Arizona State, meanwhile, ranked 28th (247Sports) and 35th (Rivals) a year ago. This year, the Sun Devils are 39th and 40th, respectively. Edwards is also 2-0 vs. Sumlin.
(It’s important to note that recruiting rankings, even those compiled by the leading websites in the industry, aren’t the be-all, end-all. Every program has its own evaluation methodology. But those rankings do provide a means to compare one program to another and generally reflect subsequent on-field success.)
So why hasn’t Sumlin been able to gain any traction? The main issue, according to the experts the Star spoke to, has been Arizona’s win-loss record. The Wildcats finished 5-7 in 2018, squandering a 19-point fourth-quarter lead against ASU to drop out of bowl contention. They took a step backward this year, falling to 4-8.
Gorney said it’s “very hard to almost impossible” to recruit at a high level without the on-field results to back it up.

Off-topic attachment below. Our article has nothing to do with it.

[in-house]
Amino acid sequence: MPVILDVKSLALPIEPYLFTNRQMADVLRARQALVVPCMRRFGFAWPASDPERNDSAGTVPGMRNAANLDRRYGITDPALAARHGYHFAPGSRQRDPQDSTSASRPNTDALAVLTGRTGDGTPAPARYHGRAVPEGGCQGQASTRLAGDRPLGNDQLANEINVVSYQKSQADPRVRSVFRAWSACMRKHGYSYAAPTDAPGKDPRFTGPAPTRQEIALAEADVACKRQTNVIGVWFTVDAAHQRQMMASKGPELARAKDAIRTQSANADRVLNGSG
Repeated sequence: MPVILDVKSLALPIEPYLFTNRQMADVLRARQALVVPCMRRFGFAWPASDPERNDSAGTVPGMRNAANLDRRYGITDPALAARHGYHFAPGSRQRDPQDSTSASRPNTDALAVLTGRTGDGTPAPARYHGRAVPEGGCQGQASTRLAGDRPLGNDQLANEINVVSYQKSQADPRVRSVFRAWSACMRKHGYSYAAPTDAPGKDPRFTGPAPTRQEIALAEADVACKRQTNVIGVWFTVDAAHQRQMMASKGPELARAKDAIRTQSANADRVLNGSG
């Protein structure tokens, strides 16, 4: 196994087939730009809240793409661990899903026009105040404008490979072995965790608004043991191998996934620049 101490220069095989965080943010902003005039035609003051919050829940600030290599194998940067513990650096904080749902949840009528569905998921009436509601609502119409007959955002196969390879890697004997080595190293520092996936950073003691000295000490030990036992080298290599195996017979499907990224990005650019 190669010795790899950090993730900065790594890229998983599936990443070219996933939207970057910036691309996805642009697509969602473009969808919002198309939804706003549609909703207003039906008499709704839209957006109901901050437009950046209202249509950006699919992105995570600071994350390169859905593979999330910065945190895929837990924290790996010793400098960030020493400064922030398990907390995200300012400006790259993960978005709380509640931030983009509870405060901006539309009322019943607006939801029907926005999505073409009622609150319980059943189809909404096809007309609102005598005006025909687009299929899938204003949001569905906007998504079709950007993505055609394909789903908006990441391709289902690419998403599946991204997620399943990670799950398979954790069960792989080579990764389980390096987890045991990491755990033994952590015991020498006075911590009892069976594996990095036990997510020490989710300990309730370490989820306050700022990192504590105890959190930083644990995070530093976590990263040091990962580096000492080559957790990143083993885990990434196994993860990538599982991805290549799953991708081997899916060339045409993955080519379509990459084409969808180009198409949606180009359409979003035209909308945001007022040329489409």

“If you’re not winning in Year 1, you can still sell the vision,” he said. “When you’re going into Year 3 and still trying to sell that, I don’t know if that works anymore.”
Arizona isn’t trying to hide from reality.
“We’re not happy, obviously, with where we’re at,” Moore said. “As coaches, the guys that are in the building, we’re harder on ourselves than anybody else. We keep our nose down and just keep grinding.”
The only choice Sumlin and his staff have is to put in the work and emphasize the positive elements of the program. Chief among them: the possibility of early playing time. Twenty freshmen and redshirt freshmen — plus five first-year junior-college transfers — played for the 2019 Wildcats.
“We had a lot of new guys, new faces,” Moore said. “That’s promising. We’ve got guys coming back that are going to make an impact for our football team.”